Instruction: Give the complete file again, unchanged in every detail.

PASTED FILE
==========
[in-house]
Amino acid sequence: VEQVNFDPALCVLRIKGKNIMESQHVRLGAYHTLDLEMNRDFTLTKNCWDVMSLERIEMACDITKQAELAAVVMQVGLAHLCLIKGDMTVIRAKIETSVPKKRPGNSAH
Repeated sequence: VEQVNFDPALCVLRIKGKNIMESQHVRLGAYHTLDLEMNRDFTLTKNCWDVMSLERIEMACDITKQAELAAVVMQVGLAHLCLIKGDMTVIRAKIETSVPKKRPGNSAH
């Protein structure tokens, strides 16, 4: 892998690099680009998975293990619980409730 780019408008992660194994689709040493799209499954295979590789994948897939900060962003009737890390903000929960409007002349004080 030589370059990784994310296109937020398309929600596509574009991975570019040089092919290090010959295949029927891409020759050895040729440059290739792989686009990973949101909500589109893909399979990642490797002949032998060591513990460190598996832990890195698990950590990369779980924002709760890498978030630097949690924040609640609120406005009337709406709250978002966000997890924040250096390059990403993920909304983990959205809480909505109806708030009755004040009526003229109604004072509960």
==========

[in-house]
Amino acid sequence: VEQVNFDPALCVLRIKGKNIMESQHVRLGAYHTLDLEMNRDFTLTKNCWDVMSLERIEMACDITKQAELAAVVMQVGLAHLCLIKGDMTVIRAKIETSVPKKRPGNSAH
Repeated sequence: VEQVNFDPALCVLRIKGKNIMESQHVRLGAYHTLDLEMNRDFTLTKNCWDVMSLERIEMACDITKQAELAAVVMQVGLAHLCLIKGDMTVIRAKIETSVPKKRPGNSAH
């Protein structure tokens, strides 16, 4: 892998690099680009998975293990619980409730 780019408008992660194994689709040493799209499954295979590789994948897939900060962003009737890390903000929960409007002349004080 030589370059990784994310296109937020398309929600596509574009991975570019040089092919290090010959295949029927891409020759050895040729440059290739792989686009990973949101909500589109893909399979990642490797002949032998060591513990460190598996832990890195698990950590990369779980924002709760890498978030630097949690924040609640609120406005009337709406709250978002966000997890924040250096390059990403993920909304983990959205809480909505109806708030009755004040009526003229109604004072509960």